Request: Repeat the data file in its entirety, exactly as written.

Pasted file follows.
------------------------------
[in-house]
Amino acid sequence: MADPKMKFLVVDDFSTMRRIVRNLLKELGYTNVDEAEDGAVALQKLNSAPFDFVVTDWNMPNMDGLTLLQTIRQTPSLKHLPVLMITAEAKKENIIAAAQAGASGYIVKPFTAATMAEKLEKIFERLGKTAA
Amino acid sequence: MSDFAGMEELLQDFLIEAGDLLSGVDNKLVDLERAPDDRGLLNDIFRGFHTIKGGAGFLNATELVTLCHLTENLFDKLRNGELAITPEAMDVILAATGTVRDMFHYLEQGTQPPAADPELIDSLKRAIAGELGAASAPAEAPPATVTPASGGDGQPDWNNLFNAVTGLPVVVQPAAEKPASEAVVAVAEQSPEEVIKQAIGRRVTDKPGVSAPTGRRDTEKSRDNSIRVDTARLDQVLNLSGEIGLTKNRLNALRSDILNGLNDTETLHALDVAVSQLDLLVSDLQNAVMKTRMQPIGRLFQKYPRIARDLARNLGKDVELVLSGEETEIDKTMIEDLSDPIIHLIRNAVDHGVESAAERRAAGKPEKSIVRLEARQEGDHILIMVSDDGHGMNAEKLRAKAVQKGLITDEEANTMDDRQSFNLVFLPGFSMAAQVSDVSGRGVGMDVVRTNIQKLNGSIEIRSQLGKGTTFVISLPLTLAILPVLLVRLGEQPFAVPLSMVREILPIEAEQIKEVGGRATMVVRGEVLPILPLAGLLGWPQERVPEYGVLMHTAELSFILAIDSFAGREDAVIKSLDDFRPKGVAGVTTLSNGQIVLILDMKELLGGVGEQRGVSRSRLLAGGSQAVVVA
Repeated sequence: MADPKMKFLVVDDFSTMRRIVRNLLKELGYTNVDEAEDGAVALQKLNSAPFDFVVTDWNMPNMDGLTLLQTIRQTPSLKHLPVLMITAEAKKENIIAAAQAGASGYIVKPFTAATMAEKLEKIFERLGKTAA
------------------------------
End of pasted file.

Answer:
[in-house]
Amino acid sequence: MADPKMKFLVVDDFSTMRRIVRNLLKELGYTNVDEAEDGAVALQKLNSAPFDFVVTDWNMPNMDGLTLLQTIRQTPSLKHLPVLMITAEAKKENIIAAAQAGASGYIVKPFTAATMAEKLEKIFERLGKTAA
Amino acid sequence: MSDFAGMEELLQDFLIEAGDLLSGVDNKLVDLERAPDDRGLLNDIFRGFHTIKGGAGFLNATELVTLCHLTENLFDKLRNGELAITPEAMDVILAATGTVRDMFHYLEQGTQPPAADPELIDSLKRAIAGELGAASAPAEAPPATVTPASGGDGQPDWNNLFNAVTGLPVVVQPAAEKPASEAVVAVAEQSPEEVIKQAIGRRVTDKPGVSAPTGRRDTEKSRDNSIRVDTARLDQVLNLSGEIGLTKNRLNALRSDILNGLNDTETLHALDVAVSQLDLLVSDLQNAVMKTRMQPIGRLFQKYPRIARDLARNLGKDVELVLSGEETEIDKTMIEDLSDPIIHLIRNAVDHGVESAAERRAAGKPEKSIVRLEARQEGDHILIMVSDDGHGMNAEKLRAKAVQKGLITDEEANTMDDRQSFNLVFLPGFSMAAQVSDVSGRGVGMDVVRTNIQKLNGSIEIRSQLGKGTTFVISLPLTLAILPVLLVRLGEQPFAVPLSMVREILPIEAEQIKEVGGRATMVVRGEVLPILPLAGLLGWPQERVPEYGVLMHTAELSFILAIDSFAGREDAVIKSLDDFRPKGVAGVTTLSNGQIVLILDMKELLGGVGEQRGVSRSRLLAGGSQAVVVA
Repeated sequence: MADPKMKFLVVDDFSTMRRIVRNLLKELGYTNVDEAEDGAVALQKLNSAPFDFVVTDWNMPNMDGLTLLQTIRQTPSLKHLPVLMITAEAKKENIIAAAQAGASGYIVKPFTAATMAEKLEKIFERLGKTAA